February 2018 Real Estate Market Recap | The Christine Cowern Team

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GTA Sees Increase in Listings, But a Decrease in Sales


The latest statistics from the Toronto Real Estate Board (TREB) likely reflect adjustments home buyers are making to new rules in the housing market.

TREB president Tim Syrianos explains, “Prospective home buyers are still coming to terms with the psychological impact of the Fair Housing Plan, and some have also had to reevaluate their plans due to the new OFSI-mandated mortgage stress-test guidelines and generally higher borrowing costs.”

During this adjustment phase, the GTA February housing market saw a dip in prices and sales last month. The number of sales for February totaled 5,175, which is 35% less than the February 2017 total of 7,955. Condo sales also saw a decrease, by about 31%. Overall resale prices for February were down 12.4%, year-over-year.

What didn’t see a decline was the number of new listings entered into the TREB MLS. More than 10,500 listings were added in February, a 7.3% increase when compared to February 2017. Still, that’s below the decade-long average for the month of February.

The declines aren’t exactly surprising. When TREB released its 2018 forecast, it surmised that the year would be off to a slow start.

As for the rest of the year, the availability of listings may not be high and prices may not be low. “Listings supply will likely remain below average in many neighbourhoods in the GTA, which, over the long-term, could further hamper affordability,” says Jason Mercer, TREB’s director of market analysis.

Condo Market Outperforms Detached Homes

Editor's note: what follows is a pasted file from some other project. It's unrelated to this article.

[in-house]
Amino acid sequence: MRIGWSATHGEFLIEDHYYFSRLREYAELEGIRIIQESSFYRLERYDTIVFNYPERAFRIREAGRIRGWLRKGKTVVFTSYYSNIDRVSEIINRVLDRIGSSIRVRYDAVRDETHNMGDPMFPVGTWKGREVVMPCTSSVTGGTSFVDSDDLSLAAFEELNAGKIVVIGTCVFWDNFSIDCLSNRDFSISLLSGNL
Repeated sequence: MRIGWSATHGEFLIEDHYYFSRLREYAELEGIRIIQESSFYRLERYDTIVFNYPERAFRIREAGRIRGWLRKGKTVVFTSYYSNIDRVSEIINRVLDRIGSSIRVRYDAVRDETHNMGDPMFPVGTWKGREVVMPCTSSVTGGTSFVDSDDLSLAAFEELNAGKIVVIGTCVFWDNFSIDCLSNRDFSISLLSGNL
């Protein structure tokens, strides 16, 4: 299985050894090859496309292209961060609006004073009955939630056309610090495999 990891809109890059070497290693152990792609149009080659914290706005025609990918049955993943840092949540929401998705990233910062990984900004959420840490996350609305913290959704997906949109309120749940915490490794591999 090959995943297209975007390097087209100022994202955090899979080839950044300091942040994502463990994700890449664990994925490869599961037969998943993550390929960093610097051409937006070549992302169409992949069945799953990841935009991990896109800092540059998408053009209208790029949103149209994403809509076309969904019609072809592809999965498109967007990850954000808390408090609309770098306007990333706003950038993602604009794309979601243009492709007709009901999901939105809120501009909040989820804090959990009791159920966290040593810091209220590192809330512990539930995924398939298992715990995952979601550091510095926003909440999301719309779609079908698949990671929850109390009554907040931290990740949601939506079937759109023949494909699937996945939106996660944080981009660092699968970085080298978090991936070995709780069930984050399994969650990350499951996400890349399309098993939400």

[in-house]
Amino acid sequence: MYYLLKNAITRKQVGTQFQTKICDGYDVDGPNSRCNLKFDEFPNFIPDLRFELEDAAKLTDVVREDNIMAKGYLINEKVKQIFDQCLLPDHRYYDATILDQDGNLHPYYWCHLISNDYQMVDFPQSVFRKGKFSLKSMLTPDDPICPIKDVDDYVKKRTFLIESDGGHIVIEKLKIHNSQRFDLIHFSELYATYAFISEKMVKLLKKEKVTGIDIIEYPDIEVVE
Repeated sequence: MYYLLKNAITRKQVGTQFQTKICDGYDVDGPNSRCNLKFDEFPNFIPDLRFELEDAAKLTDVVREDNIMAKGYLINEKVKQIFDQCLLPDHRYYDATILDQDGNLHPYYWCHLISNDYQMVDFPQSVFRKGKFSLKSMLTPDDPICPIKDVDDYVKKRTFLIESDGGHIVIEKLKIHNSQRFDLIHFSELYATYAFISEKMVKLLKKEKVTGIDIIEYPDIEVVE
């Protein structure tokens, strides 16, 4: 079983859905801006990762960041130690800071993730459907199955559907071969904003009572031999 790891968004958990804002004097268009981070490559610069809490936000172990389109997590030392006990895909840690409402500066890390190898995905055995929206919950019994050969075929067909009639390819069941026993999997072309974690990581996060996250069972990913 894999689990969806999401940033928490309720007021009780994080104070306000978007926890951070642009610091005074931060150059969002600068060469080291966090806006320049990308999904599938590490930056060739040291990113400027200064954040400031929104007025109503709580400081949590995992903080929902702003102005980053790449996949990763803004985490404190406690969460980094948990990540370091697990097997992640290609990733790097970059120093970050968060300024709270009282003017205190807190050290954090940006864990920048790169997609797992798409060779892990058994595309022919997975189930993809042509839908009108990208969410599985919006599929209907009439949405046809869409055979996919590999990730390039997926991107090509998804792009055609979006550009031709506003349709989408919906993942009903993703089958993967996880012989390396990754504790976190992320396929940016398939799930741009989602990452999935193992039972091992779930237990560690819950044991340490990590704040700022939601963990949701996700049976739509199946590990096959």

The GTA condo market continued to thrive in February, with multiple offers and over-list sale prices seemingly becoming the new norm. According to February statistics recently released by the Toronto Real Estate Board (TREB), while the number of condo sales in the GTA was down year-over-year (along with every other housing type), prices were 10% higher. Comparatively, prices of detached homes dropped by about 17%.

One could suggest that the new mortgage stress-test rules have forced prospective detached home buyers to reconsider their definition of affordability. Those once shopping for a house in the GTA may now be shifting their focus to a condo. The average price of a GTA condo in February was $529,782 – 4.4% higher than in January – compared to the average price of $1,000,736 for a detached home.

As TREB president Tim Syrianos points out in the TREB report, “prospective home buyers are still coming to terms with the psychological impact of the Fair Housing Plan, and some have also had to reevaluate their plans due to the new OFSI-mandated mortgage stress-test guidelines and generally higher borrowing costs.”

Don’t expect condo price growth to stall, either. Jason Mercer, TREB’s director of market analysis, predicts “stronger price growth to continue in the comparatively more affordable townhouse and condominium apartment segments,” while “listings supply will likely remain below average in many neighbourhoods in the GTA, which, over the long-term, could further hamper affordability.”

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